Photo (and Poetry) Blog

I Will Take My Mind Out Of Its Iron Cage and Let It Swim

Fine October

I will cut adrift - I will sit on pavements and drink coffee - I will dream; I will take my mind out of its iron cage and let it swim - this fine October. 

Virginia Woolf



Shirley Jackson’s  The Haunting of Hill House, one of my favorite books, is a very good read at Halloween. Yep, before the two movies and the new Netflix series, there was actually a book from 1959. A pretty good one too, read it!

Happy Halloween!

After the Storm

Dark Forest by Mihaela Limberea

Yesterday I went for a long walk in the woods behind the house. The storm had robbed them of their gold, leaving behind black skeletons wrapped in a white blanket of fog. The murky ground was strewn with wet leaves, glittering scales in the dark. From time to time, the caw of the crows cut the heavy silence of the woods. In the distance - faint church bells.

I Will Take The Sun In My Mouth

I will take the sun in my mouth

I will take the sun in my mouth

and leap into the ripe air 


with closed eyes

to dash against darkness

E. E. Cummings

In The End There Is Only Darkness

Darkness by Mihaela Limberea

Time takes it all whether you want it to or not, time takes it all. Time bares it away, and in the end there is only darkness. Sometimes we find others in that darkness, and sometimes we lose them there again.

 Stephen King

The Heart of Autumn Must Have Broken Here


The heart of autumn must have broken here, and poured its treasure upon the leaves.

Charlotte Bates

The Spirit of Past Octobers by Mihaela Limberea

Every leaf speaks bliss to me, fluttering from the autumn tree.

Emily Brontë

The Spirit of Past Octobers by Mihaela Limberea 2

And the sun took a step back, the leaves lulled themselves to sleep and autumn was awakened.

Raquel Franco

You Expected To Be Sad In The Fall

You expected to be sad in the fall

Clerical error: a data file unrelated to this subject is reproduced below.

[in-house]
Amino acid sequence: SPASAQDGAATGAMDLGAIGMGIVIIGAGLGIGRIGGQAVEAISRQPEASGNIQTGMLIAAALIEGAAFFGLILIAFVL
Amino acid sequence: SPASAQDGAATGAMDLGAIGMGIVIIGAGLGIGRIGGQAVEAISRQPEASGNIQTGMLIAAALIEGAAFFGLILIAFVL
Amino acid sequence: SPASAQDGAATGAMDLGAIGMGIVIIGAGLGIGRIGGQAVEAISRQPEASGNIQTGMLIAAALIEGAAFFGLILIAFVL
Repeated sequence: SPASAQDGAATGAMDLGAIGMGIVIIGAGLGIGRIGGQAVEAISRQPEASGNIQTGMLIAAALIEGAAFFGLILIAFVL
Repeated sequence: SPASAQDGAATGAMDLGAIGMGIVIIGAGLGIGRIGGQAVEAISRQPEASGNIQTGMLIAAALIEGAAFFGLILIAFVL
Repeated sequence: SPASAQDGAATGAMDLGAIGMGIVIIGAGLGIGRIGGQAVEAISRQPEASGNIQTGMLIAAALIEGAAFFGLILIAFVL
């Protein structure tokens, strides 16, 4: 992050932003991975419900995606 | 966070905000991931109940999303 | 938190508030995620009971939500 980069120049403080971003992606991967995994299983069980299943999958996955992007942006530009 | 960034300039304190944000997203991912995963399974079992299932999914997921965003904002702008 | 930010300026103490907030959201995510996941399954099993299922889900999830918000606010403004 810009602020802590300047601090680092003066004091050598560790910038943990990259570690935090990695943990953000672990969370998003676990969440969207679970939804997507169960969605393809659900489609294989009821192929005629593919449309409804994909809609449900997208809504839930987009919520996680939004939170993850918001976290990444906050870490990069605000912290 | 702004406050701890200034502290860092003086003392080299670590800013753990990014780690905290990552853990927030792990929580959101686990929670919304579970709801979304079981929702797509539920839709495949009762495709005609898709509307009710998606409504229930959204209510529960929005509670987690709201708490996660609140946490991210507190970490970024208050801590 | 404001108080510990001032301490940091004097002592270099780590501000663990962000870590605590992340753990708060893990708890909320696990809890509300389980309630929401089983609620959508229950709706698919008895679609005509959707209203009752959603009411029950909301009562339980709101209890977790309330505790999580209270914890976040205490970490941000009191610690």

You expected to be sad in the fall. Part of you died each year when the leaves fell from the trees and their branches were bare against the wind and the cold, wintery light. But you knew there would always be the spring, as you knew the river would flow again after it was frozen. When the cold rains kept on and killed the spring, it was though a young person died for no reason.

Ernest Hemingway, A Movable Feast

I Cannot But Remember When the Year Grows Old

Autumn by Mihaela Limberea

I cannot but remember

When the year grows old—
How she disliked the cold!

She used to watch the swallows
Go down across the sky,
And turn from the window
With a sharp little sigh.

And often when the brown leaves
Were brittle on the ground,
And the wind in the chimney
Made a melancholy sound,

She had a look about her
That I wish I could forget—
The look of a scared thing
Sitting in a net!

Oh, beautiful at nightfall
The soft spitting snow!
And beautiful the bare boughs
Rubbing to and fro!

But the roaring of the fire,
And the warmth of fur,
And the boiling of the kettle
Were beautiful to her!

I cannot but remember
When the year grows old—
How she disliked the cold!

Edna St. Vincent Millay, When the Year Grows Old

I Cannot Endure to Waste Anything So Precious as Autumnal Sunshine

Autumn in the Woods II by Mihaela Limberea

I cannot endure to waste anything so precious as autumnal sunshine by staying in the house.

Nathaniel Hawthorne

Autumn Colours by Mihaela Limberea

Is not this a true autumn day? Just the still melancholy that I love—that makes life and nature harmonise. The birds are consulting about their migrations, the trees are putting on the hectic or the pallid hues of decay, and begin to strew the ground, that one’s very footsteps may not disturb the repose of earth and air, while they give us a scent that is a perfect anodyne to the restless spirit.

George Eliot

Autumn in the Woods by Mihaela Limberea

At no other time (than autumn) does the earth let itself be inhaled in one smell, the ripe earth; in a smell that is in no way inferior to the smell of the sea, bitter where it borders on taste, and more honey-sweet where you feel it touching the first sounds. Containing depth within itself, darkness, something of the grave almost.

Rainer Maria Rilke

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